God-is-with-us but, are we-with- God?

The Lord Is My Chef Daily Recipe for the Soul by Fr. Nicanor F. Lalog II
Thursday, Feast of Sts. Michael, Gabriel, & Raphael, Archangels, 29 September 2022
Revelation 12:7-12     ><000'> + ><000'> + ><000'>     John 1:47-51
Photo by Pixabay on Pexels.com

Jesus answered and said to him (Nathanael), “Do you believe because I told you that I saw you under the fig tree? You will see greater things than this.” And he said to him, “Amen, amen, I say to you, you will see heaven opened and the angels of God ascending and descending on the Son of Man.”

John 1:50-51
O dearest Jesus,
my Lord and my God,
I have believed like Nathanael
but until now, 
I have not lived totally
in you and with you!
It was in your coming, Jesus,
the angels have become 
most truest when you opened 
the heavens for us, 
when you the Son of God
came to dwell among us
so that through you God comes
to us and we through you go to him.

Then I heard a loud voice in heaven say: “Now have salvation and power come, and the kingdom of our God and the authority of his Anointed. They conquered him the blood of the Lamb and by the word of their testimony; love for life did not deter them from death. Therefore, rejoice, you heavens, and you who dwell in them.”

Revelation 12:10, 11-12a
Archangels Michael,
Gabriel and Raphael,
enable us,
lead us to be like you:
always listening to God's 
voice, making his words
our very lives as we come 
to him in faith and complete
surrender so that life and healing,
good news and power
from him 
may flow
to mankind 
through us.
Amen.

Finding God, following Jesus

The Lord Is My Chef Daily Recipe for the Soul by Fr. Nicanor F. Lalog II
Wednesday, Feast of St. Lorenzo Ruiz & Companion Martyrs, 28 September 2022
Job 9:1-12, 14-16     ><000'> + ><000'> + ><000'>     Luke 9:57-62
Photo by Dr. Mylene A. Santos, MD, of a Philippine Serpent Eagle at
the Sierra Madre, Quezon Province, July 2022.
Life is truly a mystery,
O God our loving Father!
Filled with so many twists
and turns, bends and
corners that lead 
and open us to 
new vistas, 
new situations,
new sceneries
that make us closer
to finding you and 
experiencing you.

Job answered his friend and said: God is wise in heart and mighty in strength; who has withstood him and remained unscathed? He made the Bear and Orion, the Pleiades and the constellations of the south; He does great things past finding out, marvelous things beyond reckoning. Should he come near me, I see him not; should he pass by, I am not aware of him.

Job 9:1, 4, 9-11
Like Job
and St. Lorenzo Ruiz,
many times our hearts cry
out to you unable to understand
at how and why so many bad things
are happening to us, sometimes we
feel overburdened almost giving up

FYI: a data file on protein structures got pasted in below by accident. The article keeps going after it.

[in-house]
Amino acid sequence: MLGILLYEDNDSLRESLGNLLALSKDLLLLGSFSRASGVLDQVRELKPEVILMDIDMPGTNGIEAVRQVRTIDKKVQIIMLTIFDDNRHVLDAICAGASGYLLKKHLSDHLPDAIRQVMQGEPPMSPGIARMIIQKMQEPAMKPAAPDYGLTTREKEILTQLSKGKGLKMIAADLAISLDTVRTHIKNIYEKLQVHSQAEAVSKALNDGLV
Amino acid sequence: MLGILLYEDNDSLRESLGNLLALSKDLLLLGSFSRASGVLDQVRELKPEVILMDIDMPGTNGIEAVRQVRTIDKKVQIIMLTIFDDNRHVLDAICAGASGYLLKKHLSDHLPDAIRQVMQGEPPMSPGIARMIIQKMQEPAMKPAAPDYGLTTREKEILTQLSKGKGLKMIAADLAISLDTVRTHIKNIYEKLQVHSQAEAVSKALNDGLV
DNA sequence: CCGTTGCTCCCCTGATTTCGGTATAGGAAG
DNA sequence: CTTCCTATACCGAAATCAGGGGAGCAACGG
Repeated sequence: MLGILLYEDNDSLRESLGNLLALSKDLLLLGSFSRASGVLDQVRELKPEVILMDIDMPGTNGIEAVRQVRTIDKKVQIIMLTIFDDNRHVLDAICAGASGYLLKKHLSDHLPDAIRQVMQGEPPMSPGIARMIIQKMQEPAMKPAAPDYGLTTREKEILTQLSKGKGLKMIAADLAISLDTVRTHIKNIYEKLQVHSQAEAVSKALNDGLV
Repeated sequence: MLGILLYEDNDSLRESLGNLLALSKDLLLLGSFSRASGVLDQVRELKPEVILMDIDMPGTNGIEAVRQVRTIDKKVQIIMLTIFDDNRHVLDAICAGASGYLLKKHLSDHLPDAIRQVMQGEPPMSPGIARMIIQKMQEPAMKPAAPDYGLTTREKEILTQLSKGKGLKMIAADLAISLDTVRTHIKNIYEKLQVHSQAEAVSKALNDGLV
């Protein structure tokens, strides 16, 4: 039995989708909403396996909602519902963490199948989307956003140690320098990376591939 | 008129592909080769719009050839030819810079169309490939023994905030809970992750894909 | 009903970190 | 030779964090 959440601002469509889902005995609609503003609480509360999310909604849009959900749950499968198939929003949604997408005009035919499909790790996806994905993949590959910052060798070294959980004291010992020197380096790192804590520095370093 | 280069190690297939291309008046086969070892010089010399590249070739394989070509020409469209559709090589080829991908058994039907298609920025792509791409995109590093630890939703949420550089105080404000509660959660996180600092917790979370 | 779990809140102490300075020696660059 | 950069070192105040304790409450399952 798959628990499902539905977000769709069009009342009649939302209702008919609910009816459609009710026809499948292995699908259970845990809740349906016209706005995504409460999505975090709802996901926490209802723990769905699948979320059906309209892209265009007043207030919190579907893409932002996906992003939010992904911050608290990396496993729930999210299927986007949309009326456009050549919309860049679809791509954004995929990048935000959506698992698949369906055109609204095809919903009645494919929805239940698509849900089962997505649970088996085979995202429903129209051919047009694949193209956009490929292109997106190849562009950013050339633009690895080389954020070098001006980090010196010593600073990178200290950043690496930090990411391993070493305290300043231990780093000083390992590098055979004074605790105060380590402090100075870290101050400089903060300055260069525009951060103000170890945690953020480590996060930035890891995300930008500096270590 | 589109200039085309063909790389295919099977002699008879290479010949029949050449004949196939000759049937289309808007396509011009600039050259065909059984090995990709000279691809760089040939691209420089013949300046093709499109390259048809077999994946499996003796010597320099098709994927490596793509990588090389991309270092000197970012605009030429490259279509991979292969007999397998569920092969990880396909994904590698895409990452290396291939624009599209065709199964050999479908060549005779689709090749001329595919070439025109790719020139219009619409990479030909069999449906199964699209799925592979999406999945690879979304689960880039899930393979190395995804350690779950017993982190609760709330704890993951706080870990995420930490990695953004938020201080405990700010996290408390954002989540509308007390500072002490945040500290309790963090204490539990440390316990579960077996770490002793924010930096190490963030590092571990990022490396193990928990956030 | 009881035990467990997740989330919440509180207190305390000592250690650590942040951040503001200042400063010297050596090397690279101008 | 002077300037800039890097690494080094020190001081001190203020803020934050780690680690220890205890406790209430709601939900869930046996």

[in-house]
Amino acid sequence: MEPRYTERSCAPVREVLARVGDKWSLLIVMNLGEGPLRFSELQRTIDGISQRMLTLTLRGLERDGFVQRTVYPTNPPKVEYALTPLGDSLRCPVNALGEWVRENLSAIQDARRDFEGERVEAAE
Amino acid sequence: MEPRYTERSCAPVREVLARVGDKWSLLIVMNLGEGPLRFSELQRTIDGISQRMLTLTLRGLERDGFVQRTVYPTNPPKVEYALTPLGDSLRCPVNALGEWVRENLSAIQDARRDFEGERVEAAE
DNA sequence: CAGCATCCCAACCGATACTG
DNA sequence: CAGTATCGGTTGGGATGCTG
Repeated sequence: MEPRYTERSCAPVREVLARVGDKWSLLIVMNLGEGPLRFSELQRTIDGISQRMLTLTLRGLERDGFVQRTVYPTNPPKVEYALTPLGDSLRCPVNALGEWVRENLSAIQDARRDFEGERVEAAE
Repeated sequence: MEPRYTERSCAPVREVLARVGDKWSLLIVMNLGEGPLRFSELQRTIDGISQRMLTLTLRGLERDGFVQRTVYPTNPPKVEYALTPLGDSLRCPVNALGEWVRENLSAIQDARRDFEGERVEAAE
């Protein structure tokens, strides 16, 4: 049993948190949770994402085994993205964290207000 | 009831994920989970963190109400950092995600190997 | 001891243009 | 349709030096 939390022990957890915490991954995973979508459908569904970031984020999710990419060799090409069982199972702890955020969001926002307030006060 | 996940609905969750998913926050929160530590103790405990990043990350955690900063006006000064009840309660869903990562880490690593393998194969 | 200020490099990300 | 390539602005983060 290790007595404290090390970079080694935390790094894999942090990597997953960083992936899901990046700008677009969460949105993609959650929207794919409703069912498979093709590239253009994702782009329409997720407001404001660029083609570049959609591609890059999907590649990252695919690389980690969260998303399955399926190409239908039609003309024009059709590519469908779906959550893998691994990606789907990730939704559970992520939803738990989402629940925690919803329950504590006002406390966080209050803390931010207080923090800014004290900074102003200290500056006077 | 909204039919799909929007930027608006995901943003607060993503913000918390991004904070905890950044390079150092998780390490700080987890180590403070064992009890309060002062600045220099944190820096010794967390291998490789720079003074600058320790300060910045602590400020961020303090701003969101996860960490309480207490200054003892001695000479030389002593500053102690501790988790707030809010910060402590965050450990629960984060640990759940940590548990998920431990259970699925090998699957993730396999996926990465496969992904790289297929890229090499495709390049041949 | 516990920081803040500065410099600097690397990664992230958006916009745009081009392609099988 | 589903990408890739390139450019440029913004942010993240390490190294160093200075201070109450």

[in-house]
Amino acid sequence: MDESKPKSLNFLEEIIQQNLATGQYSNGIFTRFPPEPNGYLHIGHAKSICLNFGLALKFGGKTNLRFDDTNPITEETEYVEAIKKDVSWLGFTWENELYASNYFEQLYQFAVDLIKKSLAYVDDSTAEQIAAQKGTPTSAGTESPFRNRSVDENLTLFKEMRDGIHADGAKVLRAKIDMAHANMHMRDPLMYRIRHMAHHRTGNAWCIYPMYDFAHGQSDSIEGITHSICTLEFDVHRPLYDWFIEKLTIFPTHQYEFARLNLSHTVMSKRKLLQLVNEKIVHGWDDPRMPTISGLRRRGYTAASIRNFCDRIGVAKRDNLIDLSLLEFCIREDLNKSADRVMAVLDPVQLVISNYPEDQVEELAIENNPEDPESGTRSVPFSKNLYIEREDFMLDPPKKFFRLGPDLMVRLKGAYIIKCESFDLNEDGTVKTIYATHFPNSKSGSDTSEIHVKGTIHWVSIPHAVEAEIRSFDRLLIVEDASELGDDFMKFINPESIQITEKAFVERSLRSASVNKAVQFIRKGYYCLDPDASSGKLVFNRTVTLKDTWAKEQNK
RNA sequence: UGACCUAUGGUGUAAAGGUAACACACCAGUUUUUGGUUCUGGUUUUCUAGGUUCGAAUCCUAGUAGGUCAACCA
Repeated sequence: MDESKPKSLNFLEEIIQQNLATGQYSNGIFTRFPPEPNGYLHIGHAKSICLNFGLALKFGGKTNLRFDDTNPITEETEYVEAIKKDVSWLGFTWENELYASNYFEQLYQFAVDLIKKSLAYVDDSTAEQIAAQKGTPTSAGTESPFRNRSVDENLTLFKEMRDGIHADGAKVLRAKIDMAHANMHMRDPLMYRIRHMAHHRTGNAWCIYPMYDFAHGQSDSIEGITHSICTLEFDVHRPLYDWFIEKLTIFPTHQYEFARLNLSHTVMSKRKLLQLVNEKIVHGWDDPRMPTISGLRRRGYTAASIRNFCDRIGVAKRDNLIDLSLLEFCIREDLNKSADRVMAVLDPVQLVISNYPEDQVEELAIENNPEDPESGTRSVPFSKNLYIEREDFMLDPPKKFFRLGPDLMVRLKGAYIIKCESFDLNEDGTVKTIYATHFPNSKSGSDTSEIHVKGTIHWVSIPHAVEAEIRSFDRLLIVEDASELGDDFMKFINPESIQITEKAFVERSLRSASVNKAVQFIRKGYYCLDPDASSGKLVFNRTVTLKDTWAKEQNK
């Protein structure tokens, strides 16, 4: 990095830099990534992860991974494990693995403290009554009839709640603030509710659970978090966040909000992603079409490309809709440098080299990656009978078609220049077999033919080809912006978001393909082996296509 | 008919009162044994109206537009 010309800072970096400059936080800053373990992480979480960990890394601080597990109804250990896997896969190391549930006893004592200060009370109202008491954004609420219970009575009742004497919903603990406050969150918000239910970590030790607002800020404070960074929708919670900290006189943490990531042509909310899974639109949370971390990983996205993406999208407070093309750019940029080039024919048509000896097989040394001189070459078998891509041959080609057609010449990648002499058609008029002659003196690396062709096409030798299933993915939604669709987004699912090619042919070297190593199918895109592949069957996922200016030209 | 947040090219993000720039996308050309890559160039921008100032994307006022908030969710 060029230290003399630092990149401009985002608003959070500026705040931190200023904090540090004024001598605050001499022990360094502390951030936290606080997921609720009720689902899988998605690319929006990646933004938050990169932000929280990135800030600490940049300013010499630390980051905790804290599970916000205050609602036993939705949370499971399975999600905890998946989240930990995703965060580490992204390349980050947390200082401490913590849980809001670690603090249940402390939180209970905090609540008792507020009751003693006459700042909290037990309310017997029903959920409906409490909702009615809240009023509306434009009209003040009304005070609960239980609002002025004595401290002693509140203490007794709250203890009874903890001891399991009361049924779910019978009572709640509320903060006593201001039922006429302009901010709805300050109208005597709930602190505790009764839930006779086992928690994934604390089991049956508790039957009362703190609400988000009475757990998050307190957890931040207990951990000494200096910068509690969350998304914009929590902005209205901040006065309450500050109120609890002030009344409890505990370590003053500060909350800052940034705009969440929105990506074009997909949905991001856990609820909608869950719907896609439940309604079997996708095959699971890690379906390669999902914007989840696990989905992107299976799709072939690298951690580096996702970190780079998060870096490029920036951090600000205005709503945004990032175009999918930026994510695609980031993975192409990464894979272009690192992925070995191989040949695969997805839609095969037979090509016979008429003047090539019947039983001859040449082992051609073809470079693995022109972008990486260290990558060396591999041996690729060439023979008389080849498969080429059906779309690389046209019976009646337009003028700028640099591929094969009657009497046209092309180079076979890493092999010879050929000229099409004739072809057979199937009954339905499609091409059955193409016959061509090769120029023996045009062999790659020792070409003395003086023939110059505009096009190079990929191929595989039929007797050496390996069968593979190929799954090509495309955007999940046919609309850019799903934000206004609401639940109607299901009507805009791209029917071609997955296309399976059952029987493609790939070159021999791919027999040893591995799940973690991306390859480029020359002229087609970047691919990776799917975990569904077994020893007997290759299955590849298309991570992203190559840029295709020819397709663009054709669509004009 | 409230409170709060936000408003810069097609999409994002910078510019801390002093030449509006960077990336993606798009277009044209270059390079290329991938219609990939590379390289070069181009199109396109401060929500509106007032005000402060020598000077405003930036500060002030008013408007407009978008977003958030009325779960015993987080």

but still in the end, we persevere 
because we believe in you,
we cannot go without you
for we would rather go in darkness
assured of your presence than in
light without you on our side.

As Jesus and his disciples were proceeding on their journey someone said to him, “I will follow you wherever you go.” Jesus answered him, “Foxes have dens and birds of the sky have nests, but the Son of Man has nowhere to rest his head.”

Luke 9:57-58
Grant us, dear Jesus,
the grace of true freedom to
choose you always freely,
to be free from any attachments
with the world and worldly
except you whom we follow
wholeheartedly like St. Lorenzo Ruiz
and companion martyrs..

And to another he said, “Follow me.” But he replied, “Lord, let me go first and bury my father.” But he answered him, “Let the dead bury their dead. But you, go and proclaim the Kingdom of God.”

Luke 9:59-60
Grant us too, dear Jesus,
the grace to live in the present,
to be always in every here and now,
learning from the past,
forging ahead onto the future
to preach the good news of
salvation urgently,
joyfully!

And another said, “I will follow you, Lord, but first let me say farewell to my family at home.” Jesus answered him, “No one who sets a hand to the plow and looks to what was left behind is fit for the Kingdom of God.”

Luke 9:61-62
Lastly like St. Lorenzo,
teach us dear Jesus to be firm
in our decision in following you,
to stop entertaining thoughts
of turning back from your mission,
thoughts of seeking comforts
and other personal benefits
 except of doing and fulfilling
 your most Holy Will
unto death.
Amen.

Liham ni Lazaro sa mayaman

Lawiswis ng Salita ni P. Nicanor F. Lalog II, Ika-28 ng Setyembre, 2022
Larawan mula sa https://krugsstudio.blogspot.com/2016/07/does-anyone-write-letter-anymore.html

Hitik sa mga kahulugan ang talinghaga ng mayaman at ni Lazaro noong araw ng Linggo (Lukas 16:19-31). Kaya namang aking napag-isipan ano nga kaya at sumulat si Lazaro doon sa mayaman? Ano kaya kanyang sasabihin?

Isang kathang-isip lamang ang liham na ito katulad na rin ng talinghaga ng Panginoong Jesu-Kristo. Gayon pa man, batay ito sa mga kuwento na aking pinakinggan at pinagnilayan mula sa mga tao na aking nakadaupang-palad sa mahabang panahon bilang pari. Sinikap ko na mahabi kanilang mga istorya ng buhay na parang hibla ng sinulid upang maging isang telon na maglalarawan ng iba’t-ibang mukha ni Lazaro at ng mayaman.

Wala akong pinatatamaan maliban sa maihatid mahalagang mga aral ng naturang talinghaga ukol sa buhay at kamatayan na tila nalilimutan na ng maraming pamilya at mag-anak kung saan maraming mayaman at Lazaro na nakalupasay, pinababayaan at tinalikdan.

Sinabi ni Jesus sa mga Pariseo, “May isang mayamang nagdaramit nang mamahalin at saganang-sagana sa pagkain araw-araw. At may isang pulubing nagngangalang Lazaro, tadtad ng sugat, na nakalupasay sa may pintuan ng mayaman upang mamulot kahit mumong nahuhulog mula sa hapag ng mayaman. At doo’y nilalapitan siya ng aso at dinidilaan ang kanyang mga sugat.